PB: There are many such problems. Markets may have disappeared as consumers changed their behavior and formed new habits; they might not completely go back to their old way of life. But many businesses have also been forced to fire their employees and end contracts with suppliers. To restart their operations they need to rehire and get all the supply chains and production processes working again. Part of the problem here is that the federal government has paid unemployment benefits that were higher than the wages people earned, so they may not want to go back to work. Others have found other jobs or changed their minds. For the entrepreneur, this means they will need to find and train new employees. And they might have to find new suppliers. The ones they previously cooperated with might have gone out of business, or the trusted relationships might be forever lost after reneging on contracts, stopping payments, and whatever else the lockdown forced them to do. So, in many ways, they might have to start anew. To make matters worse, many states are reopening in stages. For example, in Oklahoma restaurants are now open but have to implement rigorous and very costly disinfection protocols, and they must maintain a six- to eight-foot distance between guests. In Texas, they were only allowed to start at a max 25 percent capacity. Restarting operations at a mandated scale far below what the business was optimized for can put greater financial strain on the business than staying closed. Entrepreneurs need to be diligent and be on top of their cash flow situation. I fear many businesses may go under because of how they’re [being] allowed to resume operations.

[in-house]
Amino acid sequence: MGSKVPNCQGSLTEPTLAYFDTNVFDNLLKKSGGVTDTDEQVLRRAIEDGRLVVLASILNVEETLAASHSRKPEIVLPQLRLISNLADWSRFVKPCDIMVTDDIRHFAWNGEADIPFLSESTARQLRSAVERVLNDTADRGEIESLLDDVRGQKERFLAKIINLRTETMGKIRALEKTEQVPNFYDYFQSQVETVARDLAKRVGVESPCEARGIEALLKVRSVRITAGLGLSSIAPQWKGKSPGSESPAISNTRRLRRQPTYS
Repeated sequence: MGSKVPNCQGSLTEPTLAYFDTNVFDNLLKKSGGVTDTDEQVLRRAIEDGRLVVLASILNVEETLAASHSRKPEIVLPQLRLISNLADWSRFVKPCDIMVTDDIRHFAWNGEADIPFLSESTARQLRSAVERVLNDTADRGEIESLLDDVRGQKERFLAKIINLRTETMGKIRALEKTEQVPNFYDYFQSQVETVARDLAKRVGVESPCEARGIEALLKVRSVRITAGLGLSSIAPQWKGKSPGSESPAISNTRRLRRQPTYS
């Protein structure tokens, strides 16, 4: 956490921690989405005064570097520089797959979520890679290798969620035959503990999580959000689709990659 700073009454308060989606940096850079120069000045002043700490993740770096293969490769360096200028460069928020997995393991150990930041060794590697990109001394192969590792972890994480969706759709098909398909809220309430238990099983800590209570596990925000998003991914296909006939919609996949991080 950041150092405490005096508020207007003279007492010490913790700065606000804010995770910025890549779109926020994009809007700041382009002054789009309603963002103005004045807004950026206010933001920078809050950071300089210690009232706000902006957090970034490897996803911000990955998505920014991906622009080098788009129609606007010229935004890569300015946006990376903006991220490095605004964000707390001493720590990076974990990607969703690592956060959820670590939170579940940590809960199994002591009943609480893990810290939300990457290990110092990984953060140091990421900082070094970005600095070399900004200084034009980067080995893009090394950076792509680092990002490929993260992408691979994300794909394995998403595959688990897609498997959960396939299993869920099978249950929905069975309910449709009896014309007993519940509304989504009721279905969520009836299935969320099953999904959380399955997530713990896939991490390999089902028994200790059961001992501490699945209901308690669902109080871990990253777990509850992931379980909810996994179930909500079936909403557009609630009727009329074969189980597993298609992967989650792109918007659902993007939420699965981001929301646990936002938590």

RM: What are some of the most important policy measures that could be introduced right now to help business recover from the current shocks?
PB: I’m sure there are many specific reforms that would benefit businesses in different locations and industries. But generally what political decision-makers can and should do is exactly the opposite of what they are likely to do. Rather than try to control the situation and add burdens, they should remove them. Some of the measures intended to slow the spread of the virus might be wise but are unlikely to be effective or even advantageous for all businesses. Most businesses and situations are unique. To then strictly enforce the new and often vague rules can pull the rug from under businesses’ feet and cause conflict. It sounds counterintuitive, but lax enforcement is probably the way to go. Entrepreneurs are in the business of using their own judgment, and it is hard to think of a situation when judgment is more appropriate than in a crisis. After all, businesses don’t make money from treating their employees poorly or harming their customers. My best advice is to get out of the way and to focus on communicating with business owners—provide the information that they need to make proper decisions.
Per Bylund is assistant professor of entrepreneurship & Records-Johnston Professor of Free Enterprise in the School of Entrepreneurship at Oklahoma State University. Website: PerBylund.com.